Atheists' Emotional Health Doesn't Suffer from Non-Belief

Does God give believers a mental health boost? Two psychologists argue that it's just not so — atheists are just as emotionally stable as those with religion.

Atheists' Emotional Health Doesn't Suffer from Non-Belief

I've often wondered if my atheistic ways were unhealthy. When I first realized my brain was unable to rationalize the existence of a supreme being, I would lie awake contemplating my own mortality — scary stuff. I missed the way I used to mentally dump out my issues on God during prayer and the small-talk coffee hour that followed church. But I eventually moved past this phase and found other outlets: A healthy regimen of mindfulness meditation and Sunday morning brunches with friends filled the void. However, Tom Jacobs from Pacific Standard writes that, like myself, psychologists have long debated whether or not secularists are as emotionally healthy as people with religion. Some researchers have concluded that believers have the benefit of knowing some bigger force is looking out for them along with a congregation, making them more emotionally balanced than non-believers. However, a recent study challenges this notion, saying “secular and religious adherents have similar levels of mental health.”

Jon T. Moore and Mark Leach published their study in the journal Psychology of Religion and Spirituality, where they wrote:

“The impaired mental health stigma against secular (individuals) is, at the very least, an exaggeration.”

The two used online forums to find their participants, which comprised of 4,667 believers and non-believers with a mean age of 27. Moore and Leach had them complete a series of surveys to gauge how much of an influence religion played in their lives and how satisfied they were with their lives. The latter part asked participants things like their “satisfaction with their social support system” (something psychologists argue religion offers more of) and their “ability to pursue their goals.”

The researchers found that “those who were absolutely certain of God’s existence or nonexistence had largely similar levels of mental health.” Moore and Leach found that true believers came out ahead of committed atheists in showing “higher levels of gratitude.” But when it came to mental health, the researchers found “declaring that there is a substantial mental health disparity between religious and secular groups were not supported.” Indeed, their results reveal that religion may play a role in adding a “protective factor of an individual’s mental health,” but that's all.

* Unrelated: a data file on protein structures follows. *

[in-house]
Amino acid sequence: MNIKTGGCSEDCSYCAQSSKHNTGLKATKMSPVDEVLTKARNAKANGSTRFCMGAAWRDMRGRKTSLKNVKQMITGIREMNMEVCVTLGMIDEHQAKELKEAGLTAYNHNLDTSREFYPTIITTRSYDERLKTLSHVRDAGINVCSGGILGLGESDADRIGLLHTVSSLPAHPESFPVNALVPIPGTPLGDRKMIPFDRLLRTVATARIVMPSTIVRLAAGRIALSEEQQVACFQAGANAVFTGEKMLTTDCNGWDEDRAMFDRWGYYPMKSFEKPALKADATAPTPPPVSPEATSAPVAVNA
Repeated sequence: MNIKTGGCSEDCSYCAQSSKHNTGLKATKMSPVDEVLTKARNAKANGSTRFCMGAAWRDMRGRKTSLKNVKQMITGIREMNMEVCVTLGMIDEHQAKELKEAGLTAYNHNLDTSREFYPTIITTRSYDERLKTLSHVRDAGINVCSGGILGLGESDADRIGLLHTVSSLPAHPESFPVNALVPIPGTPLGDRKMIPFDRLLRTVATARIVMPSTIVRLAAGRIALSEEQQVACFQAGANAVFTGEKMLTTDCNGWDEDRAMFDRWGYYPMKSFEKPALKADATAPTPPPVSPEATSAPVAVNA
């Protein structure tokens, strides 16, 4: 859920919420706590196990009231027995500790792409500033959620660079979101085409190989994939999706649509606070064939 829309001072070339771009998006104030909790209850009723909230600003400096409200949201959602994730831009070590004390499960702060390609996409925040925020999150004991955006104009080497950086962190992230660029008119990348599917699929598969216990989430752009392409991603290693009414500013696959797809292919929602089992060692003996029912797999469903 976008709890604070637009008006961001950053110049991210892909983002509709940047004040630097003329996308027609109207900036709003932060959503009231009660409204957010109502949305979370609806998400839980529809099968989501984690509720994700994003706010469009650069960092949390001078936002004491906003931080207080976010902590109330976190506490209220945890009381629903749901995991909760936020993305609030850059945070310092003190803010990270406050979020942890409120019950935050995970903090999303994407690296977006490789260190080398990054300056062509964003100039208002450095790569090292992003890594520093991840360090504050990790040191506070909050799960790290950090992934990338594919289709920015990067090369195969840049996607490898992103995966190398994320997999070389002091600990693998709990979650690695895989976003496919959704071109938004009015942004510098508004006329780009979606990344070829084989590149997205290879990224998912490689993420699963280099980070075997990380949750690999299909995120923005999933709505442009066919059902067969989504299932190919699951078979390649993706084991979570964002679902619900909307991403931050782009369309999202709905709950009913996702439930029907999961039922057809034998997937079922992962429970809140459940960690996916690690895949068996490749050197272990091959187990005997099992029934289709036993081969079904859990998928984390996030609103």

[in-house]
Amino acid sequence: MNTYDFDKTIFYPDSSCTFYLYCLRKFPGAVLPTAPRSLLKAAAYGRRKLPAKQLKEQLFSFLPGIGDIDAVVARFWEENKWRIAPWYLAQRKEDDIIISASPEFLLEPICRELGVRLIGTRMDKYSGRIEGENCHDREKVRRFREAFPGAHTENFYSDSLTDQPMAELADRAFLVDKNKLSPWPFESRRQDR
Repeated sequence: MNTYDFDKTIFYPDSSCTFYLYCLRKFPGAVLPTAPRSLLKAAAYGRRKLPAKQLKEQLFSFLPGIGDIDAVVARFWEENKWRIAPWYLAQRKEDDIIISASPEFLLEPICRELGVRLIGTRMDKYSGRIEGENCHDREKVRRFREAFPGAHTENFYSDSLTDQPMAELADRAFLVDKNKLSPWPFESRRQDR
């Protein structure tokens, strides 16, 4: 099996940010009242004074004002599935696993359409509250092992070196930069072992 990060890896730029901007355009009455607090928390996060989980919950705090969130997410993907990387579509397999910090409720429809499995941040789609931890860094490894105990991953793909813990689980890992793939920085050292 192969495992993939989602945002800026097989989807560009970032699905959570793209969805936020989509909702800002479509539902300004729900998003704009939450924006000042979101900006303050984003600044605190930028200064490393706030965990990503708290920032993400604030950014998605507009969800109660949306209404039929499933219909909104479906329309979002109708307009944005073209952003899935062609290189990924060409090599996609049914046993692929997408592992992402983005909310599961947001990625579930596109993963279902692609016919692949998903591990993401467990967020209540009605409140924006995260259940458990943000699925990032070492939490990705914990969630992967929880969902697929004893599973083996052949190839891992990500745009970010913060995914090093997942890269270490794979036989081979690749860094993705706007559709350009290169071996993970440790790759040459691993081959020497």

There are benefits to having that feeling of belonging to a group, which religion offers, but people can get that same feeling by joining a club or organization. It's not that religion has magic emotional benefits; non-believers just have to look elsewhere to find them.

Take mindfulness meditation, for example. In her interview with Big Think, Arianna Huffington talks about how important mindfulness is to her daily routine (and how hard it is to make it a habit). She emphasizes how important this time is, though, saying it's a time to take care of a deeper part of ourselves:

Archaeologists discover 3,200-year-old cheese in ancient Egyptian tomb

A team of archaeologists has discovered 3,200-year-old cheese after analyzing artifacts found in an ancient Egyptian tomb. It could be the oldest known cheese sample in the world.

The broken jar in which the white mass of cheese was found. (Photo: University of Catania and Cairo University)
Culture & Religion

Keep reading Show less

Modern society is as unequal as 14th century Europe

As bad as this sounds, a new essay suggests that we live in a surprisingly egalitarian age.

"Philosophy Presenting the Seven Liberal Arts to Boethius"

Getty Open Content
Politics & Current Affairs
  • A new essay depicts 700 years of economic inequality in Europe.
  • The only stretch of time more egalitarian than today was the period between 1350 to approximately the year 1700.
  • Data suggest that, without intervention, inequality does not decrease on its own.
Keep reading Show less

You are suffering from “tab overload”

Our love-hate relationship with browser tabs drives all of us crazy. There is a solution.

Photo by Anna Shvets from Pexels
Technology & Innovation
  • A new study suggests that tabs can cause people to be flustered as they try to keep track of every website.
  • The reason is that tabs are unable to properly organize information.
  • The researchers are plugging a browser extension that aims to fix the problem.
Keep reading Show less
Personal Growth

Epicurus and the atheist's guide to happiness

Seek pleasure and avoid pain. Why make it more complicated?